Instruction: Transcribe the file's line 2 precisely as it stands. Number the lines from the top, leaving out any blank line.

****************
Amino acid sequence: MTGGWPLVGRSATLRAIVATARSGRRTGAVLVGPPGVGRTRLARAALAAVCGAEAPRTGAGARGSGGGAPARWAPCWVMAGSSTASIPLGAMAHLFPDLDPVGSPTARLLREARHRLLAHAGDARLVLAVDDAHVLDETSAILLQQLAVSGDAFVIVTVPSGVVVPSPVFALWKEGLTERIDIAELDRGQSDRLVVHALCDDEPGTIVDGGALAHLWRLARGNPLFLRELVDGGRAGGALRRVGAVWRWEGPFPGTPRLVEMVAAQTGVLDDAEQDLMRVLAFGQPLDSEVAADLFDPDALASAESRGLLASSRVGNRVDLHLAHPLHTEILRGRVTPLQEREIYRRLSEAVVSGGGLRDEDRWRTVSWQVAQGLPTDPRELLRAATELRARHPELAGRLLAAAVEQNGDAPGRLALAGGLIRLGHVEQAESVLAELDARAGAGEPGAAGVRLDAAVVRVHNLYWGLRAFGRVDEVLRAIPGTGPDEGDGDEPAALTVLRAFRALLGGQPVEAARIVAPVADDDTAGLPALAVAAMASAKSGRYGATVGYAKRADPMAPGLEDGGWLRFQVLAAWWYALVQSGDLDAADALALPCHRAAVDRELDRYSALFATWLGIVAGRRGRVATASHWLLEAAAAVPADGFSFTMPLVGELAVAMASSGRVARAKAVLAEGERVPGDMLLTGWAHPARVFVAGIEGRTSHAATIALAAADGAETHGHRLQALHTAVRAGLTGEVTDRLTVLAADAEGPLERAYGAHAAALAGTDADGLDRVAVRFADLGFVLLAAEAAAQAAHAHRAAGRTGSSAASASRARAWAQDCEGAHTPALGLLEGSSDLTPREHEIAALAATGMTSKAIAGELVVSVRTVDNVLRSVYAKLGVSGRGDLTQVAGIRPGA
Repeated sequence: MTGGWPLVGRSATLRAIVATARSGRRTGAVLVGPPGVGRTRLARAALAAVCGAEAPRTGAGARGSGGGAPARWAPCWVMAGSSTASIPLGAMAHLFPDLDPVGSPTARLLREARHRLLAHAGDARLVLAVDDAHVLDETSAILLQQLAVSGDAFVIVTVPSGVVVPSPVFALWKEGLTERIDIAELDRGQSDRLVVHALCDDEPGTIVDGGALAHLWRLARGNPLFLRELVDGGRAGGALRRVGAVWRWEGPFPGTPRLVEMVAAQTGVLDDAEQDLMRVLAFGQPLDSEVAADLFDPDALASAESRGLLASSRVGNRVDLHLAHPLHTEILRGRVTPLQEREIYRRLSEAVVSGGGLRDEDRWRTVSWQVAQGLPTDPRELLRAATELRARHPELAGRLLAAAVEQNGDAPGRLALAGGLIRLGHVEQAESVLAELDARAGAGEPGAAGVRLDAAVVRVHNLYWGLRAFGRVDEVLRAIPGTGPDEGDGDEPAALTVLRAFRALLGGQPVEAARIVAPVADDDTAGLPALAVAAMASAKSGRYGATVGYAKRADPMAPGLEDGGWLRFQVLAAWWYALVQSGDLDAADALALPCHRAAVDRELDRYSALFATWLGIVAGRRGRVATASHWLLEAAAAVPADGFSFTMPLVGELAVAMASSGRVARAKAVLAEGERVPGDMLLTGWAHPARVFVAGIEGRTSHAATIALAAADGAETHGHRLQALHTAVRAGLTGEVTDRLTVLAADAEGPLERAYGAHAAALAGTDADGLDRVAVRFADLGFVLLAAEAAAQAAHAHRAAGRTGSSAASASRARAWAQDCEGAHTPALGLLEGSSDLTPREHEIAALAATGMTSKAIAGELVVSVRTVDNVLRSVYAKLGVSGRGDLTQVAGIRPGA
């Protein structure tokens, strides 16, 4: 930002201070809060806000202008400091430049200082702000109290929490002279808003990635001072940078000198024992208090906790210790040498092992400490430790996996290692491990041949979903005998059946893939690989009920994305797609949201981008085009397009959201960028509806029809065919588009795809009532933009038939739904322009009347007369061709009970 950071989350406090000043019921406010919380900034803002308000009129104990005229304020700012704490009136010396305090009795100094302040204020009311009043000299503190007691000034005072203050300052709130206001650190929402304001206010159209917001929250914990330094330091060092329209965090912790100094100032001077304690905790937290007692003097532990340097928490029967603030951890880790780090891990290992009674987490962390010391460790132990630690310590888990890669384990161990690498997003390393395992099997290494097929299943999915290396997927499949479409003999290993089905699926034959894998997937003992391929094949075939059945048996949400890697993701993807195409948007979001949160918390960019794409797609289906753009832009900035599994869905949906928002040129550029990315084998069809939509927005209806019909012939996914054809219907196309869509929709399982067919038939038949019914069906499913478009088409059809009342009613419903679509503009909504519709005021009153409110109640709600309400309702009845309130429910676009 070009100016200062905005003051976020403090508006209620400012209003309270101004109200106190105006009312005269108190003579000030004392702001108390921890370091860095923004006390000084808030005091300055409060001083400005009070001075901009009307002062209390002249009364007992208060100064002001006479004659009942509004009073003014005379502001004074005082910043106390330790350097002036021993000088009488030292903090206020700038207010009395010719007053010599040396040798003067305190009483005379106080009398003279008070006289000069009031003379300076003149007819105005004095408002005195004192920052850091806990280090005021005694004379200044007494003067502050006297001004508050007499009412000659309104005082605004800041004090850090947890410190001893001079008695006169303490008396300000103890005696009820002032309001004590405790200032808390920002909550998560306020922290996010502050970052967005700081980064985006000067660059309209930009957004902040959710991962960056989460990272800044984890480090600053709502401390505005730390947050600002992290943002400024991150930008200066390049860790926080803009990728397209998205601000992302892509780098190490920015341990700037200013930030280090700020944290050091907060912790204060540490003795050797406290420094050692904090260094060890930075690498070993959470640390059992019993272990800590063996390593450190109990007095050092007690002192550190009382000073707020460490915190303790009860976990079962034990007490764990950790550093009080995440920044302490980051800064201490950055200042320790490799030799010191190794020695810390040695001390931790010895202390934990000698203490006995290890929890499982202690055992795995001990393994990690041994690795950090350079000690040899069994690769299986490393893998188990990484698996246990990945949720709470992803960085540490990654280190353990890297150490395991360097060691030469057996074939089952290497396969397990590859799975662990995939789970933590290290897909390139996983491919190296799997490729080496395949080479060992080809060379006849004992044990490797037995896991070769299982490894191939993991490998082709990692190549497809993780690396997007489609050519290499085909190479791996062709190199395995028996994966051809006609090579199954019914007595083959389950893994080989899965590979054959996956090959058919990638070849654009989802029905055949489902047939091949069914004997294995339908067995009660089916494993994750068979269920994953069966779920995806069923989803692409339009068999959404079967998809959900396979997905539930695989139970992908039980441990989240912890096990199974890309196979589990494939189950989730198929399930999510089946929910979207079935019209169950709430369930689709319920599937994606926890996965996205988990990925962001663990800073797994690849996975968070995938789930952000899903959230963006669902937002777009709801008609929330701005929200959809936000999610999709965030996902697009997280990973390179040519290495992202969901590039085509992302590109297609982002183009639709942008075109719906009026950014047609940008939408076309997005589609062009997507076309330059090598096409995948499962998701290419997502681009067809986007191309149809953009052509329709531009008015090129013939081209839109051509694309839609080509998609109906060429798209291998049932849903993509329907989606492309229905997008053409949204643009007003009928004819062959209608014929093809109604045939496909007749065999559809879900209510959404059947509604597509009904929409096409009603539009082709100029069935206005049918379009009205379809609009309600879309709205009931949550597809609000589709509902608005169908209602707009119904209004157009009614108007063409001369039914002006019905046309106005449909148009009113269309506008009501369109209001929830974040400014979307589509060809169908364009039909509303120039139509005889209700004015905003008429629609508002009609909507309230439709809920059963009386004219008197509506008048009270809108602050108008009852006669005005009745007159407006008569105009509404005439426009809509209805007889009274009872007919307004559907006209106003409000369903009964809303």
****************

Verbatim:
Repeated sequence: MTGGWPLVGRSATLRAIVATARSGRRTGAVLVGPPGVGRTRLARAALAAVCGAEAPRTGAGARGSGGGAPARWAPCWVMAGSSTASIPLGAMAHLFPDLDPVGSPTARLLREARHRLLAHAGDARLVLAVDDAHVLDETSAILLQQLAVSGDAFVIVTVPSGVVVPSPVFALWKEGLTERIDIAELDRGQSDRLVVHALCDDEPGTIVDGGALAHLWRLARGNPLFLRELVDGGRAGGALRRVGAVWRWEGPFPGTPRLVEMVAAQTGVLDDAEQDLMRVLAFGQPLDSEVAADLFDPDALASAESRGLLASSRVGNRVDLHLAHPLHTEILRGRVTPLQEREIYRRLSEAVVSGGGLRDEDRWRTVSWQVAQGLPTDPRELLRAATELRARHPELAGRLLAAAVEQNGDAPGRLALAGGLIRLGHVEQAESVLAELDARAGAGEPGAAGVRLDAAVVRVHNLYWGLRAFGRVDEVLRAIPGTGPDEGDGDEPAALTVLRAFRALLGGQPVEAARIVAPVADDDTAGLPALAVAAMASAKSGRYGATVGYAKRADPMAPGLEDGGWLRFQVLAAWWYALVQSGDLDAADALALPCHRAAVDRELDRYSALFATWLGIVAGRRGRVATASHWLLEAAAAVPADGFSFTMPLVGELAVAMASSGRVARAKAVLAEGERVPGDMLLTGWAHPARVFVAGIEGRTSHAATIALAAADGAETHGHRLQALHTAVRAGLTGEVTDRLTVLAADAEGPLERAYGAHAAALAGTDADGLDRVAVRFADLGFVLLAAEAAAQAAHAHRAAGRTGSSAASASRARAWAQDCEGAHTPALGLLEGSSDLTPREHEIAALAATGMTSKAIAGELVVSVRTVDNVLRSVYAKLGVSGRGDLTQVAGIRPGA